In the past two weeks, Jewish communities in the U.S. and around the world commemorated the first anniversary of the Tree of Life shooting in Pittsburgh, the worst massacre of American Jews in our country’s history, and the 81st anniversary of Kristallnacht.
The latter was the prelude to the Holocaust, as the Nazis’ efforts to make Germany Judenrein — absent of Jews — was significantly behind schedule. As Northwestern Professor Peter Hayes recounted at the College of Saint Elizabeth’s annual Kristallnacht event on Nov. 4, relatively few German Jews fled the country. Why? They had nowhere to go.
Despite the west’s complaints directed toward the Nazis for their intolerable treatment of Jews, their rhetoric was not matched by action. At the Evian Refugee Conference in July 1938, to address the threats against German Jews, no nation agreed to take more than a small number of token Jewish refugees. In fact, the Australian delegate, representing an entire continent in need of populating, remarked that they didn’t want to import a Jewish problem.
Seeing this lack of interest in helping Jews emigrate, and noting how the world didn’t seem to care about the Armenian massacre more than 20 years earlier, Hitler deduced that the only way to rid his country of Jews was through violence. Kristallnacht occurred four months after Evian, leaving thousands of Jewish homes, businesses, and synagogues looted and destroyed, and 30,000 Jews herded to concentration camps.
Today we are fortunate to witness great interfaith unity in Pittsburgh in support of the Jewish community, and laudable international efforts to include anti-Zionism in the definition of anti-Semitism. The United Nations’ Special Rapporteur, an independent entity contracted by the UN, defines the “objectives, activities, and effects of the BDS movement … as fundamentally anti-Semitic.” (Whether this will be approved by the UN’s governance bodies is another matter.) Moreover, our Department of State, thankfully, has been at the forefront of treating anti-Zionism as anti-Semitism.
Despite these hopeful signs, recent events raise questions about how much progress has actually been made.
The ADL reported 1,879 anti-Semitic instances in the U.S. in 2018, double the number cited just four years earlier. The Israel on Campus Coalition found that this year there have been 28 Boycott, Divestment, and Sanctions (BDS) campaigns directed against Israel on campuses, and 23 pro-Israel speakers who were prevented from speaking because of incessant disruptions. So much for academic freedom.
Students for Justice in Palestine, a rabidly anti-Zionist group, was given the NYU President’s Award, with the university’s president, Andrew Hamilton, conveniently excusing himself from the ceremony rather than acting to reverse this disgrace on behalf of his office. Also on campus, a non-tenured professor at Oberlin College in Ohio made vicious anti-Semitic remarks, including saying that Zionists bore responsibility for 9/11; the feckless administration did nothing for months until the board of trustees engineered her removal.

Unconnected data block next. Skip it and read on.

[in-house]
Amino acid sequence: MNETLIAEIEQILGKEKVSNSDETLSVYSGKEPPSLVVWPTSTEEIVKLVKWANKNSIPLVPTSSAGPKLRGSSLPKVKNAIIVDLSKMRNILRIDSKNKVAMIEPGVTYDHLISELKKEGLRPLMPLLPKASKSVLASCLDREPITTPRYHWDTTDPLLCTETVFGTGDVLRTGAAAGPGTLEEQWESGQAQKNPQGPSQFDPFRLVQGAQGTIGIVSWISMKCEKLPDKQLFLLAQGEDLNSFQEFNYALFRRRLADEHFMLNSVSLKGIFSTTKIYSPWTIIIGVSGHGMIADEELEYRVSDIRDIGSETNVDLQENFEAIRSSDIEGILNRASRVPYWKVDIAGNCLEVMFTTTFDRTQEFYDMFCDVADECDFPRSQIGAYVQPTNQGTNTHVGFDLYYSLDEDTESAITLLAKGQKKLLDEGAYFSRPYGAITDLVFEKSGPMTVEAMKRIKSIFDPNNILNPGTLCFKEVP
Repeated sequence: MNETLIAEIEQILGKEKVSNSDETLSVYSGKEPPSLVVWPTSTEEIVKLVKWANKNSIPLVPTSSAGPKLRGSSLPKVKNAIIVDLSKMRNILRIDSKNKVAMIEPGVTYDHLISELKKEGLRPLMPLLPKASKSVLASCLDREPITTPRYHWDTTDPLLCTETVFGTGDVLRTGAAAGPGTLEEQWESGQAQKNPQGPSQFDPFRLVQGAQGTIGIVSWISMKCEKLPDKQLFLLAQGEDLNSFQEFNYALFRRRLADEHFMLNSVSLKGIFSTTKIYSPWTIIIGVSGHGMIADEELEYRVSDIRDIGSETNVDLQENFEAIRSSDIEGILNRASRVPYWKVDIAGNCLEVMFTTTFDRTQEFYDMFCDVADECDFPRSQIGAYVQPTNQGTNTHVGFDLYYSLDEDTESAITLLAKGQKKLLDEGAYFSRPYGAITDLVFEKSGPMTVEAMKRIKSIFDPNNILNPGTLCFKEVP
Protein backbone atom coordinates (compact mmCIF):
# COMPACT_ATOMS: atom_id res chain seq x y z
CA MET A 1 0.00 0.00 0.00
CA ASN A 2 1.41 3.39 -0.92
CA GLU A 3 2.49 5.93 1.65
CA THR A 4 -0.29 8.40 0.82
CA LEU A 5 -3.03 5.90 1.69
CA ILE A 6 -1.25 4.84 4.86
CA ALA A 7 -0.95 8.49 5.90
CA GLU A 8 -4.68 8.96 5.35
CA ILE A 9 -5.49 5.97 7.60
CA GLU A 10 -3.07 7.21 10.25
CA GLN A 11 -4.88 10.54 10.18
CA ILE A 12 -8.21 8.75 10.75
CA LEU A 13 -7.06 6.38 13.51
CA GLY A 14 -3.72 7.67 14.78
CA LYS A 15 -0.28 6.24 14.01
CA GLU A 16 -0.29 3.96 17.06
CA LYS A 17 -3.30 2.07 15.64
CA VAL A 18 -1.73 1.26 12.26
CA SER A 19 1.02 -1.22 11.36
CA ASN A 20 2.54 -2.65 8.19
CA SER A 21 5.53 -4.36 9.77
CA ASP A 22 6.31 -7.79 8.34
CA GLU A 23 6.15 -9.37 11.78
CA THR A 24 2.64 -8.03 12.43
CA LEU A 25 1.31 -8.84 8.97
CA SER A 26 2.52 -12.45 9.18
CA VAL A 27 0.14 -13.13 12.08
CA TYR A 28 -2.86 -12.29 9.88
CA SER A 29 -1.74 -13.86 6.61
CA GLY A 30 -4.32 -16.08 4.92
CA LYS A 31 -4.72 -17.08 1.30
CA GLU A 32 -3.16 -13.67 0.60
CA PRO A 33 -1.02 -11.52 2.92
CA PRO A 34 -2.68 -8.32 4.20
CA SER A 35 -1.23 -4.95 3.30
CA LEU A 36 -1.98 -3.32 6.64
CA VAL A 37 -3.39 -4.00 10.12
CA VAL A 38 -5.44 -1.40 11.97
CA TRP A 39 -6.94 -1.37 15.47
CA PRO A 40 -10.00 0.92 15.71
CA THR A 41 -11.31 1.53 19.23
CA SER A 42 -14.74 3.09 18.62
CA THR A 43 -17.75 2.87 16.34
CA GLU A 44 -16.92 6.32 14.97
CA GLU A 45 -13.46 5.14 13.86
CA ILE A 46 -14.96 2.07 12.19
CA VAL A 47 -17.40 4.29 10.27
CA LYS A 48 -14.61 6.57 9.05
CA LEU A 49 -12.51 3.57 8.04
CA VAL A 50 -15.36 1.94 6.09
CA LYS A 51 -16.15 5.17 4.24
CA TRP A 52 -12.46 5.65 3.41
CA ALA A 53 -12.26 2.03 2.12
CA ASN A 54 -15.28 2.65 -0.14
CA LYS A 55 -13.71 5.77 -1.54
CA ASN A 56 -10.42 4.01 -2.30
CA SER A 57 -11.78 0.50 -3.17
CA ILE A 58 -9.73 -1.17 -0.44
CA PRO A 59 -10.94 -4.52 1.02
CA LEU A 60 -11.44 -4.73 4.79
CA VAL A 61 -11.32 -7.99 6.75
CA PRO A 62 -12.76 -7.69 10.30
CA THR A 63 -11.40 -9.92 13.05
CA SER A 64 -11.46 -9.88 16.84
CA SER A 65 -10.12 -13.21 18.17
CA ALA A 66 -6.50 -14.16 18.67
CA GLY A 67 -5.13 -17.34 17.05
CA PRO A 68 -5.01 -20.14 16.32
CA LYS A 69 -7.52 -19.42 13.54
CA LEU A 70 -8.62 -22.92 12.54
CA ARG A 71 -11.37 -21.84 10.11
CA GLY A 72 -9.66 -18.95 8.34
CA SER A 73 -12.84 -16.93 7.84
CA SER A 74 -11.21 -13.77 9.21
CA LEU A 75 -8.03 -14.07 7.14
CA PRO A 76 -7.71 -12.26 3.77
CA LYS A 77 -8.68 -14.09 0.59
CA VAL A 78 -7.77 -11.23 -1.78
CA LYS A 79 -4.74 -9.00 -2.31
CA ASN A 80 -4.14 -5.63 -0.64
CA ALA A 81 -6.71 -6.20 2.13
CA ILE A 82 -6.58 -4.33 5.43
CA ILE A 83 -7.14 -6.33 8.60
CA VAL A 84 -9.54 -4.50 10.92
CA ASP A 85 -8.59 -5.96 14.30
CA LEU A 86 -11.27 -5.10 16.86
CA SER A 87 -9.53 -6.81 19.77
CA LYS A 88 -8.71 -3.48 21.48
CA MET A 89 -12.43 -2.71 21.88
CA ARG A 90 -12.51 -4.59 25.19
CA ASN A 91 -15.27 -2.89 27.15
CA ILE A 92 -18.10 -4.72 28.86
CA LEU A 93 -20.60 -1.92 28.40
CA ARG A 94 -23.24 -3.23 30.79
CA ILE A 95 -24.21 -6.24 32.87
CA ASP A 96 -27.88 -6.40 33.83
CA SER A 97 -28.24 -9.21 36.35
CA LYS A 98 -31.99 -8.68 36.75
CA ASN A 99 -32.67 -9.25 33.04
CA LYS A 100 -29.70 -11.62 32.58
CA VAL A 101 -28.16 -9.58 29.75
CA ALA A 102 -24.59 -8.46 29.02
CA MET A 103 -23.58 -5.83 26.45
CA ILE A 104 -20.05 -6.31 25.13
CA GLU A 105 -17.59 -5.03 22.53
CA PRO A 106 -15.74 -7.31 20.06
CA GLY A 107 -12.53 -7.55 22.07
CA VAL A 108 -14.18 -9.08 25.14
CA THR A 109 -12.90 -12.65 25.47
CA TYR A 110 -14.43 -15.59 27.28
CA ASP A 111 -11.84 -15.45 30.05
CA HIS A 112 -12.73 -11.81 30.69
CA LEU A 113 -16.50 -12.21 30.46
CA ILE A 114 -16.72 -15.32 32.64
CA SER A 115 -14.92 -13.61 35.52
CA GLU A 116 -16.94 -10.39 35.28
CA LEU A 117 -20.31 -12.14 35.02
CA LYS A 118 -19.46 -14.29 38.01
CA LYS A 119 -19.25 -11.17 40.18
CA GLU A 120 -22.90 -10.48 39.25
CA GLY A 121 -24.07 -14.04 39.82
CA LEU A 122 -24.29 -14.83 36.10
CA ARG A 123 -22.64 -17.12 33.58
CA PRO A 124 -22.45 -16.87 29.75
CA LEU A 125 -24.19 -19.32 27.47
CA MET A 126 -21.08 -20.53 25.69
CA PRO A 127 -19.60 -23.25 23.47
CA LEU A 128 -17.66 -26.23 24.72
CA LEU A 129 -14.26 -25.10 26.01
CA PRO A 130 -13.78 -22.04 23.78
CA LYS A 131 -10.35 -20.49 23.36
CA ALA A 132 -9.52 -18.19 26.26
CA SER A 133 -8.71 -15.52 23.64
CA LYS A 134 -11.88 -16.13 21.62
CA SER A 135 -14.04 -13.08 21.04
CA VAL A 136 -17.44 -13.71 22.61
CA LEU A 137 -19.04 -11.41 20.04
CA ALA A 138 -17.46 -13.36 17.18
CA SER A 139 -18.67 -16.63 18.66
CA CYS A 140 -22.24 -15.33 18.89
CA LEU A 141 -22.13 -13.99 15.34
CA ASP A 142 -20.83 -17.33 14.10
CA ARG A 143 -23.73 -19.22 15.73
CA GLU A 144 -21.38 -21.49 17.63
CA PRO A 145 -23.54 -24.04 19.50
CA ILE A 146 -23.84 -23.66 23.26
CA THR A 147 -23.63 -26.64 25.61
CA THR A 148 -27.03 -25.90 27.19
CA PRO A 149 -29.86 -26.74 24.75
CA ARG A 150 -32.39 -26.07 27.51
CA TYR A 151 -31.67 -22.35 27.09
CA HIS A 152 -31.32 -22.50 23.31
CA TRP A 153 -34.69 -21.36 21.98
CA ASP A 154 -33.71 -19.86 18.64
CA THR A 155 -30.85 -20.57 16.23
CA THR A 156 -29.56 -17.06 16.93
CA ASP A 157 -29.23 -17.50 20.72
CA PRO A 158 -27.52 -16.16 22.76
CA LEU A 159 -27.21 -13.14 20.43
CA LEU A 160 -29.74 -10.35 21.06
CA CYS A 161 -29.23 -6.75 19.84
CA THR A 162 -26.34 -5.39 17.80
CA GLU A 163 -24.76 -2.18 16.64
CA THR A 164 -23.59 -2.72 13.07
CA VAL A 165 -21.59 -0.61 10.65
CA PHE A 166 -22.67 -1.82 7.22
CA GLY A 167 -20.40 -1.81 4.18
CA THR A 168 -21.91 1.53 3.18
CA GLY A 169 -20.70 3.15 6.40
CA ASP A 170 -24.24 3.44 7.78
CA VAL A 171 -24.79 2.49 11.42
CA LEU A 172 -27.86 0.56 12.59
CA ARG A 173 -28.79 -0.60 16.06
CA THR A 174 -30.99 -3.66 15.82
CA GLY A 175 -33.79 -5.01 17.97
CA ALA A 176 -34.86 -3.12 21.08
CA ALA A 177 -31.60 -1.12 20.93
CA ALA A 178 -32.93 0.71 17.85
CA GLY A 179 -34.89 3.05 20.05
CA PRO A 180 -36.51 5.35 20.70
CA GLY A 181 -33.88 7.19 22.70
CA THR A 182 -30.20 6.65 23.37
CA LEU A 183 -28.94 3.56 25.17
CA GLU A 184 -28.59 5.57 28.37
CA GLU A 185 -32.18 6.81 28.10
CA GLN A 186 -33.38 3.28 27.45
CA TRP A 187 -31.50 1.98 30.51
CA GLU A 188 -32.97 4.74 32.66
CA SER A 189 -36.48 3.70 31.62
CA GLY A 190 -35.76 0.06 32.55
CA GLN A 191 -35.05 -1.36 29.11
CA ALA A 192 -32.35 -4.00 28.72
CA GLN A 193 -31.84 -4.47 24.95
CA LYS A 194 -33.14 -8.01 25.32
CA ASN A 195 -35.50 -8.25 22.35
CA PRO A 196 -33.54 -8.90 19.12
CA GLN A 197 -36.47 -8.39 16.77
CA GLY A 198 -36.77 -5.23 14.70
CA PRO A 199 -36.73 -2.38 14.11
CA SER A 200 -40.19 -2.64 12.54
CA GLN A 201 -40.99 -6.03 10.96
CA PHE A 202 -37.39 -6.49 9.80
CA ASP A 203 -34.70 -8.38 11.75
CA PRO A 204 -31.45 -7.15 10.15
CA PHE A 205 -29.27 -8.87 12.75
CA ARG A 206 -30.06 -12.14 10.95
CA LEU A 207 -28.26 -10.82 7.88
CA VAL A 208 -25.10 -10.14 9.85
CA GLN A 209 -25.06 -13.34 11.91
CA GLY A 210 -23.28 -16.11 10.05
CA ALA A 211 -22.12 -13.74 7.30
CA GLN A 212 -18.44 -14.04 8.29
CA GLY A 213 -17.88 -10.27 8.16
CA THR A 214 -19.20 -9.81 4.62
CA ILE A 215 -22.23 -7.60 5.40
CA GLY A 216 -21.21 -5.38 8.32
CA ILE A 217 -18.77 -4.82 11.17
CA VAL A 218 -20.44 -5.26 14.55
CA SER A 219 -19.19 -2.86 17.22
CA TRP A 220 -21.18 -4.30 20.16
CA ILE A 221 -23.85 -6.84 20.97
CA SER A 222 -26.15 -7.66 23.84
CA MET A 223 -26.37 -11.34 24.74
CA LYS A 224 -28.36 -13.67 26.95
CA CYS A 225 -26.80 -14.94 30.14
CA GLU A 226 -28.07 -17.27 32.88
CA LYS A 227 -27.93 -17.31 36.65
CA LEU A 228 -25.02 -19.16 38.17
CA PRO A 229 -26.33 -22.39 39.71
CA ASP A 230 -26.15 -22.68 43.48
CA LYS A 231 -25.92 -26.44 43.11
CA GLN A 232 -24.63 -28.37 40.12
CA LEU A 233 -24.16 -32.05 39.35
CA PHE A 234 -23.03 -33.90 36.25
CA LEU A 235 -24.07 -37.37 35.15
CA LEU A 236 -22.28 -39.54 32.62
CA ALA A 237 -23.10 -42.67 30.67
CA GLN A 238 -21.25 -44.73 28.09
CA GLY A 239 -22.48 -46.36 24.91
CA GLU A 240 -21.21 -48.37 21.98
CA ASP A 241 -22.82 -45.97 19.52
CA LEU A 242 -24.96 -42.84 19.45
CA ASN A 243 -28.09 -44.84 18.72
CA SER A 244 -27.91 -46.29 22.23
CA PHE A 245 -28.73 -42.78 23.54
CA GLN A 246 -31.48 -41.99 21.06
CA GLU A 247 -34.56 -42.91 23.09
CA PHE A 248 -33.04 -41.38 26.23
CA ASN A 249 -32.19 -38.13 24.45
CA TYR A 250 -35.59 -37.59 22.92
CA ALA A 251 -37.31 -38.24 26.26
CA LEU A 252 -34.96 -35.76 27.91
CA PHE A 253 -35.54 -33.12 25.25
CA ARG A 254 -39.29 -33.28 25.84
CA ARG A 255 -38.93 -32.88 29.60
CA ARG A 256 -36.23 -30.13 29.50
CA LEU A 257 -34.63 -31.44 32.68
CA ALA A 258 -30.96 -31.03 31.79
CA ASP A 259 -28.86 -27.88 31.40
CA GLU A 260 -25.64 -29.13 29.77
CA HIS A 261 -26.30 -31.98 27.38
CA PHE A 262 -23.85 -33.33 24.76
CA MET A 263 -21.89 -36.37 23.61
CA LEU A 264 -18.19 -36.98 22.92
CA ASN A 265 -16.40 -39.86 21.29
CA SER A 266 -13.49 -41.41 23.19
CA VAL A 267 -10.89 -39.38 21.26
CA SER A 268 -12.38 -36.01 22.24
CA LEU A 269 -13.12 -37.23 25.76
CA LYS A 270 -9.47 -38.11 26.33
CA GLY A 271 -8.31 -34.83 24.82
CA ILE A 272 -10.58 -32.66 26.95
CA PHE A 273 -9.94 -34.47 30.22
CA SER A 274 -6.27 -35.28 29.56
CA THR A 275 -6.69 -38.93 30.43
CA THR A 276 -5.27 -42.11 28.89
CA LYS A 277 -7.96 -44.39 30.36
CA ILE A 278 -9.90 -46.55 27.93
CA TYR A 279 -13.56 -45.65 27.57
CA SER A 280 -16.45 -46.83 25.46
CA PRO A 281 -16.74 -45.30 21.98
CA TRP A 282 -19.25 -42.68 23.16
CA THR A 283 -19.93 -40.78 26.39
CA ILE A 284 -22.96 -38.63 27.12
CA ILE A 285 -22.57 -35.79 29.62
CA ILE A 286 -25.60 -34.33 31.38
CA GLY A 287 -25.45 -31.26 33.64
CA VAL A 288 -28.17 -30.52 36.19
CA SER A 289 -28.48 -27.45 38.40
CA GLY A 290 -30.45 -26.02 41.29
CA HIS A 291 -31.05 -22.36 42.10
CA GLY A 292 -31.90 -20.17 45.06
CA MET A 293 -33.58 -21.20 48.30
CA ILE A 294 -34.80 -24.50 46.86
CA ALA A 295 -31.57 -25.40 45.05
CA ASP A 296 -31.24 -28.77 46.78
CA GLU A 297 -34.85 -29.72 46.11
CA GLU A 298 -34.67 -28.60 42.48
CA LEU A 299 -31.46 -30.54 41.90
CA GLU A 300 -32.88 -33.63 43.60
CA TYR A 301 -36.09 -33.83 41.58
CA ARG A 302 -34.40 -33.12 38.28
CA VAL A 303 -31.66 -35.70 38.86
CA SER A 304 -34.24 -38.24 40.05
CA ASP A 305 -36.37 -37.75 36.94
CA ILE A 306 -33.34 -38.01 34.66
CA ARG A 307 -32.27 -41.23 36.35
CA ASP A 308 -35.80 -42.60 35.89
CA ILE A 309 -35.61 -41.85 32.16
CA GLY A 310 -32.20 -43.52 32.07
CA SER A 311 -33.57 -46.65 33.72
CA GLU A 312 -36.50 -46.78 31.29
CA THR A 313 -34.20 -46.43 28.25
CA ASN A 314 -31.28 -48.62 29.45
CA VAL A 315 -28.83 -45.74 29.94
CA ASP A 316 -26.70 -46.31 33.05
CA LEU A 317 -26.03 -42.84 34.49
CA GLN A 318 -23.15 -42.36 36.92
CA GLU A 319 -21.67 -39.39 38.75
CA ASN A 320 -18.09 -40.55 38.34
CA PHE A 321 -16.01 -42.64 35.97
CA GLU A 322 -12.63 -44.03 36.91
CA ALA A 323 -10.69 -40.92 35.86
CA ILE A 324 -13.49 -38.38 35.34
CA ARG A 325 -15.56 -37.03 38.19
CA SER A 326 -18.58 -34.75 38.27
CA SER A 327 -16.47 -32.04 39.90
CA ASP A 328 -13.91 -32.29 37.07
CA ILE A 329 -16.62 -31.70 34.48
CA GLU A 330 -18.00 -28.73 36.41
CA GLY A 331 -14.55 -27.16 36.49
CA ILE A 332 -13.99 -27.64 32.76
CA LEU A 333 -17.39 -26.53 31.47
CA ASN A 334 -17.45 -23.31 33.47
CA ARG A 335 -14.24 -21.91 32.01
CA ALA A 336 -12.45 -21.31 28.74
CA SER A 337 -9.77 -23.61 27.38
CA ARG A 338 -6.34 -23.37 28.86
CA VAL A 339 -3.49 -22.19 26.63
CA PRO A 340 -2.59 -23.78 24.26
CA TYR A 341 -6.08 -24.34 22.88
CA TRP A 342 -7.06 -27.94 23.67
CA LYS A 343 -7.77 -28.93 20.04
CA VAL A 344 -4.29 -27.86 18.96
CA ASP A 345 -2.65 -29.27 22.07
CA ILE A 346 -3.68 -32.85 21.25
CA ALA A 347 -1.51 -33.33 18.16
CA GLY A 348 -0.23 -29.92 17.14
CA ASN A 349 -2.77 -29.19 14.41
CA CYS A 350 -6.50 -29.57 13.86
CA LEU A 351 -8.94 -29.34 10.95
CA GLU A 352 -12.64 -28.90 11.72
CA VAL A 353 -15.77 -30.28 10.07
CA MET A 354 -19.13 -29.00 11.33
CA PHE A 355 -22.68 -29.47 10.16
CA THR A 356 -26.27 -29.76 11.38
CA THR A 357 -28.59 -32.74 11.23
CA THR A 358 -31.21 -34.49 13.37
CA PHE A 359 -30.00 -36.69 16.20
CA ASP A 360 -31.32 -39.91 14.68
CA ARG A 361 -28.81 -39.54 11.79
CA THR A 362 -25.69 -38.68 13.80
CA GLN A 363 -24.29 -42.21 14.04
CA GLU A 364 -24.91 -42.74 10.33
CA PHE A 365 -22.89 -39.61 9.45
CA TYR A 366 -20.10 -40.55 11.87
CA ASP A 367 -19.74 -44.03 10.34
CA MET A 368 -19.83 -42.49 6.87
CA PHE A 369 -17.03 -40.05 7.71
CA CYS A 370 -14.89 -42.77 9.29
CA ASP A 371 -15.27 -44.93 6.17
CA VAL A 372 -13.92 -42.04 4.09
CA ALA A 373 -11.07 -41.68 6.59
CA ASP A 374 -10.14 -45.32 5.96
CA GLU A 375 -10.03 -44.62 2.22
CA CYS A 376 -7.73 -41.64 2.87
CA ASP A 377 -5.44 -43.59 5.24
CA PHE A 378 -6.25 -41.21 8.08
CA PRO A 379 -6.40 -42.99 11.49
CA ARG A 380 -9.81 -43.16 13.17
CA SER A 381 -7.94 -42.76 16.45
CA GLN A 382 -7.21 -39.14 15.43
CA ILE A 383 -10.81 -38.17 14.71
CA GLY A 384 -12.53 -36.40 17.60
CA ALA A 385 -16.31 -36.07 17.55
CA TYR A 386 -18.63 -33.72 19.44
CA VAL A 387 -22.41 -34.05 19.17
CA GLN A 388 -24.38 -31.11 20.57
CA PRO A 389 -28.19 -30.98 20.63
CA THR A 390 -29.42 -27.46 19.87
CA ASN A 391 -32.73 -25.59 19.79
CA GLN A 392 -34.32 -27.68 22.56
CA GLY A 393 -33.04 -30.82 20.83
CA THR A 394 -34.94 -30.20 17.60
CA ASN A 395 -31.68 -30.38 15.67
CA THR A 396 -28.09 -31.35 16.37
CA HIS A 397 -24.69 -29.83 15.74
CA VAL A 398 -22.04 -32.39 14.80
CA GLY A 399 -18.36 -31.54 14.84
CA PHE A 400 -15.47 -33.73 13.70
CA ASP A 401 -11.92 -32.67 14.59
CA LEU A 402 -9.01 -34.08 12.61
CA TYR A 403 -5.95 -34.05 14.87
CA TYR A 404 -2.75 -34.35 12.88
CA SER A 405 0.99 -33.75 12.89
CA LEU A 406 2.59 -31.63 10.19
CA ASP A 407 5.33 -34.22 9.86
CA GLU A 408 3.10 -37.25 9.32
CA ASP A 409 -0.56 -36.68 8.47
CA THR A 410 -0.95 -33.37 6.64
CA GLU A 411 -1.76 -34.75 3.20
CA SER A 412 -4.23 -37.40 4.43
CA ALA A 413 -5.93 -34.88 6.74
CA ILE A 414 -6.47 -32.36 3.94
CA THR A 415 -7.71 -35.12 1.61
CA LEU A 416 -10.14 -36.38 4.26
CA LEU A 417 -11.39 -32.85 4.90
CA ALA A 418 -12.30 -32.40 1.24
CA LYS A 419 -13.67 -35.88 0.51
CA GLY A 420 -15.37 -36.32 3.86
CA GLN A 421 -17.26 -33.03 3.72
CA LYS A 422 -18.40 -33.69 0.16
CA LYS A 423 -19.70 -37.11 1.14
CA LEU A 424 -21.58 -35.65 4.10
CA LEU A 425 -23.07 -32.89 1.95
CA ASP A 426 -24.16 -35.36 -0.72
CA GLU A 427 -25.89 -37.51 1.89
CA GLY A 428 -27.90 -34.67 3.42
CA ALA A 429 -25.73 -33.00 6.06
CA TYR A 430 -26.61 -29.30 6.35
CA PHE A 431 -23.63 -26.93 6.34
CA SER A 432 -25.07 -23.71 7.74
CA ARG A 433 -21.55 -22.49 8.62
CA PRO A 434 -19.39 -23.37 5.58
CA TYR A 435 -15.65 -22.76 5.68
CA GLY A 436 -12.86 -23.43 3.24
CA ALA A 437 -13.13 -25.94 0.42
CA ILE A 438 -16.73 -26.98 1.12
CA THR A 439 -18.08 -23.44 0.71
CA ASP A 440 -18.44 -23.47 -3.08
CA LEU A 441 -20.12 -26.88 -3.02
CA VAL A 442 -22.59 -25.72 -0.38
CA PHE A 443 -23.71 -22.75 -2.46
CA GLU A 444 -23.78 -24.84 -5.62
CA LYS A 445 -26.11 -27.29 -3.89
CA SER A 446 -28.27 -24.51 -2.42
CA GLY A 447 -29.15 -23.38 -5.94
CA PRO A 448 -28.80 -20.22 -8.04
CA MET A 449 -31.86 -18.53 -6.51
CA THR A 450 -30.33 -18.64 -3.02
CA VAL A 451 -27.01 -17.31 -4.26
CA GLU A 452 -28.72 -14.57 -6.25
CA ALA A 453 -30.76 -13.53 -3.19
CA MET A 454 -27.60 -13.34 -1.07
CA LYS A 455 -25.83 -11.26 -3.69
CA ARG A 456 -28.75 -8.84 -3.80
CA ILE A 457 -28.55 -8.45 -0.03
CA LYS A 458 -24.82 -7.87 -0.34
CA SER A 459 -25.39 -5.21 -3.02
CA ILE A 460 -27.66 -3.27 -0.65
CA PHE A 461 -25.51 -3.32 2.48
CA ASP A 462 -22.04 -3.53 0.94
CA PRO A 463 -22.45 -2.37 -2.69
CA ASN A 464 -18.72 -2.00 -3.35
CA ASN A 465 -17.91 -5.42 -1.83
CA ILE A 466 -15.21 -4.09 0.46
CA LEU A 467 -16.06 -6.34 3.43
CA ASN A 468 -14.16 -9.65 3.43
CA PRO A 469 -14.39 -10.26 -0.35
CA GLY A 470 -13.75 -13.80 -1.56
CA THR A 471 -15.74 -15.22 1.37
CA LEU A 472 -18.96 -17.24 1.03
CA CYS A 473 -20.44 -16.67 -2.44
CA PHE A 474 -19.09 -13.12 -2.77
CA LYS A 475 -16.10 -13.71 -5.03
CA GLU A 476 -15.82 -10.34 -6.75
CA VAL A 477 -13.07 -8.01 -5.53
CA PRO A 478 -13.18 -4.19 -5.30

Why are there academic-sponsored symposia on the “One-State Solution,” at the University of Massachusetts and other campuses in effect calling for the genocidal dissolution of the only Jewish state among 21 Muslim ones?
The House of Representatives opted not to denounce Rep. Ilhan Omar (D-Minn.) for spewing anti-Semitic vitriol, opting instead to universalize a resolution to condemn all “isms,” effectively neutering any accountability for her hatred.
On the international front, Israel has been the target of more negative resolutions from the UN than all other countries combined. This while China herds over a million Muslim citizens into concentration camps and Pakistan alleges that India is occupying Kashmir. Why are there no BDS campaigns directed against India or China?
And, as Canada’s former Minister of Justice Irwin Cotler asked, why is a member state of the UN — Iran — allowed to serve in good standing when it unabashedly seeks to destroy Israel, another member, in violation of the UN’s charter?
The above incidents are emblematic of many others. While the scourge of white nationalism and neo-Nazism are the main drivers of violent acts and desecrations of synagogues and Jewish cemeteries, another form of anti-Jewish prejudice has the potential of inflicting even greater harm on the hearts and minds of future generations: The “original sin” of white privilege.
But that’s for next time.
In part two I will focus on how some efforts to combat racism have backfired, thereby minimizing sensitivity to anti-Semitism while increasing opportunities to demonize Israel.
Max L. Kleinman is president of the Fifth Commandment Foundation; from 1995 to 2014 he served as CEO/executive vice president of Jewish Federation of Greater MetroWest NJ.